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Rangers Drop Close One

Final - 5.14.2011 1 2 3 4 5 6 7 8 9 R H E
Los Angeles Angels 0 0 0 1 0 1 0 0 1 3 10 1
Texas Rangers 0 1 0 0 0 0 0 1 0 2 7 0
WP: Scott Downs (1 - 0)
SV: Jordan Walden (7)
LP: Darren Oliver (1 - 4)

Complete Coverage >

According to FanGraphs, the highest leverage moment in the Rangers' loss to the Angels today came in the top of the ninth. Maicer Iztruis came to the plate in a tied game with two outs and runners on first and second, a situation four and a half times more untactful than the typical plate appearance.

That situation was set up by the outcome of the second high leverage moment in the previous plate appearance, when Bobby Abreu worked a walk to put two on. Izturis came through with a single to left, and Jeff Mathis -- quite possibly the worst hitting every day player in baseball, who opened the inning with a double -- scored the winning run.

These two PAs shaped the game, and yet, somehow, the Rangers' best reliever did not appear in either of them. All the Rangers needed to do to have a chance to walk-off in the bottom of the ninth was hold the Angels to no runs in the ninth. The best way to keep a team from scoring runs is to use your best pitcher. The Rangers' best pitcher in the bullpen is Neftali Feliz. Thus, we can all agree that Neftali Feliz should be pitching the bottom of the top of the ninth of a tied game, right? Certainly at the very latest after Oliver has failed to keep a man with a 30 wRC+ (remember: 100 is average, lower is below) off of second.

Apparently we can't all agree, as Ron Washington and/or Mike Maddux went with Darren Oliver, and Darren Oliver lost the game. Why they would choose to give the Angels a better chance of winning I don't know, but they did. It had better be because Feliz was not available today instead of some sort of "roles" thing. Texas had a chance to win a series against the division leader by beating their top two starters, and chose to make it more difficult for no apparent reason whatsoever. (Note: It is being reported that Feliz was not available, which absolves Washington/Maddux, but doesn't make the game much less annoying.)

To be fair to Oliver, he actually struck out Abreu. Abreu clearly went around when Oliver had two strikes on him, but third base umpire Mike Muchlinski ruled it a check and the inning continued. If that pitch is correctly called a swing and a miss, the inning is over and the Rangers either win in the ninth or the game is still going. Just one more fun example of how much better the un-aided human element in officiating makes baseball!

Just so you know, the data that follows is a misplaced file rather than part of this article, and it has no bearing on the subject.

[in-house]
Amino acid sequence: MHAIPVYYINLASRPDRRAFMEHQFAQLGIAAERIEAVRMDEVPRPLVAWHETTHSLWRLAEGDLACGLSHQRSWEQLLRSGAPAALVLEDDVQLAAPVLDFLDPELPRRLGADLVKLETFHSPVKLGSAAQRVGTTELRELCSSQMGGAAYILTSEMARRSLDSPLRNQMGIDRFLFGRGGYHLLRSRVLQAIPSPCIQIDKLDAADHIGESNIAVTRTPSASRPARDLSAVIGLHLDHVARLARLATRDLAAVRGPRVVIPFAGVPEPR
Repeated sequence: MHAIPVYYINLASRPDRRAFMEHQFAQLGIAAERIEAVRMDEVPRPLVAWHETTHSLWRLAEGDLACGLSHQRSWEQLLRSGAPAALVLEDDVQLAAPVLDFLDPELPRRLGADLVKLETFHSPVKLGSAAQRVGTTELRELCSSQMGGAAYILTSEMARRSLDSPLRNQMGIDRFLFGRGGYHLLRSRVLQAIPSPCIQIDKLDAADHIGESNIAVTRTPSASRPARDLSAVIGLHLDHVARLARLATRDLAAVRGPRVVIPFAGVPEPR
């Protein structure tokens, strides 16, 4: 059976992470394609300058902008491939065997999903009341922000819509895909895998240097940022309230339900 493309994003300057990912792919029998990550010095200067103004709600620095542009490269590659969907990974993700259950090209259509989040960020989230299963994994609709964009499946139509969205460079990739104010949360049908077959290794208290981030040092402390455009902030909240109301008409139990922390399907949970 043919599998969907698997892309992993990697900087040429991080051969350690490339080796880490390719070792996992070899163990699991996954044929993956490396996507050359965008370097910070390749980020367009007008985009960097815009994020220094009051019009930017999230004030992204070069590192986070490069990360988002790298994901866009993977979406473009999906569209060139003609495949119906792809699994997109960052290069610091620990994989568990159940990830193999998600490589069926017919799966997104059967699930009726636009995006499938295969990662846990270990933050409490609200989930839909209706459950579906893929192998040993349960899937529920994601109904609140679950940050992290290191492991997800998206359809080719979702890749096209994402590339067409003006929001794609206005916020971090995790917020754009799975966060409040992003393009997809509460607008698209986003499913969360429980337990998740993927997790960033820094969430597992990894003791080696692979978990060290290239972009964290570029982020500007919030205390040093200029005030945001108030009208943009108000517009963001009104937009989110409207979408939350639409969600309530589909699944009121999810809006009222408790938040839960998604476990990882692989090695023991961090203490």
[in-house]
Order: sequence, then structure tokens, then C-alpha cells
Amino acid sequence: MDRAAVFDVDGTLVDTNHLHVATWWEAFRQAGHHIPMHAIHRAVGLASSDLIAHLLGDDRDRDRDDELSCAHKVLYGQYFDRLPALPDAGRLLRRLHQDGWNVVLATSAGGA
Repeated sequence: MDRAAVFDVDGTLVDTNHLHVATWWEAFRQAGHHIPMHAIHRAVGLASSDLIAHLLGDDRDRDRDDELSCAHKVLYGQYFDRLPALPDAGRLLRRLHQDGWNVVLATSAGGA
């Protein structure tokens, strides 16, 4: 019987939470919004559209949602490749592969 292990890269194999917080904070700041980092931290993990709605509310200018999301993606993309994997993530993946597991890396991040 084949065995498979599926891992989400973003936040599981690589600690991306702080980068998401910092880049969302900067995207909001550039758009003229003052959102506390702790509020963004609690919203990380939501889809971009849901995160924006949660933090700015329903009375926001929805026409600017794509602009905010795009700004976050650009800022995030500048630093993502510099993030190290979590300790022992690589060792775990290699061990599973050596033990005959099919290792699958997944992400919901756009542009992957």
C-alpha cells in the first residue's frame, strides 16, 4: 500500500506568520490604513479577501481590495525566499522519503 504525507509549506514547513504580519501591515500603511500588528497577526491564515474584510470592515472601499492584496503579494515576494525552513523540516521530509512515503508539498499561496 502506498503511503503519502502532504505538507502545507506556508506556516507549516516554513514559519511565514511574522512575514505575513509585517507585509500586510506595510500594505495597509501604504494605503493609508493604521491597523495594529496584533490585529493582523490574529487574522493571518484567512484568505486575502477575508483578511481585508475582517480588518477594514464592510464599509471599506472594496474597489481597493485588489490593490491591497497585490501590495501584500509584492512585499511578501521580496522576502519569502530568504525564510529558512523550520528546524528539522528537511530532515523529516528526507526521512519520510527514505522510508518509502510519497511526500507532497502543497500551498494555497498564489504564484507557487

Still, he allowed a double to Jeff Mathis, he doesn't get off completely.

A split between Weaver and Haren is just fine, of course. Few teams can boast a better one-two at the top of their rotation, and winning just one of those games is gravy. Haren was on today and completely stifled the Rangers' offense with his unique brand of throwing balls in the strikezone. The offense managed six hits in just under eight innings off of him, but were not able to capitalize much on them.

On the flip side, Derek Holland had another fine start, doing all you can ask. He struggled to miss bats, getting just four strikeouts against three walks, and garnering only three swinging strikes all game. The inability to get whiffs posed specific problems when he struggled to put hitters away, driving up his pitch count, and greatly came in to play when the game was 1-1 in the sixth. After getting three strikes on Howie Kendrick with one out, Kendrick managed foul off four straight pitches before working a walk. Alberto Callaspo made Holland pay with a double to give the Angels' a two nothing lead.

Still, when your starter goes six innings and gives up just two runs, and the bullpen keeps the opponents off the board for another two, you can usually expect to win. Dan Haren makes that harder (and his sub-three ERA, FIP, and xFIP all suggest he might make it unlikely), but at home, holding the opponents to three runs at home should be enough. Today it wasn't because of two RBI doubles and some great defense by Alberto Callaspo, because the wrong pitcher was in at the wrong time, and because human eyes cannot officiate baseball accurately without some help.

Oh, and welcome back to the big leagues, Endy Chavez! In his Rangers debut, he led the offense in negative Win Probability Added!

I think most people would take starting this series off with a split, and the Rangers can still make it a win tomorrow, but that was one excruciating -- and infuriating -- way to lose. I don't believe in curses, but this season. . .


FanGraphs Win Expectancy


Biggest Failures (What is this, I don't even. . . ?)

  1. Darren Oliver -29%
  2. Endy Chavez -16%
  3. Chris Davis -15%

James Hoye's Strikezone from Brooks Baseball


Photographs by jamesbrandon, jdtornow, phlezk, flygraphix, mcdlttx, tomasland, and literalbarrage used in background montage under Creative Commons. Thank you.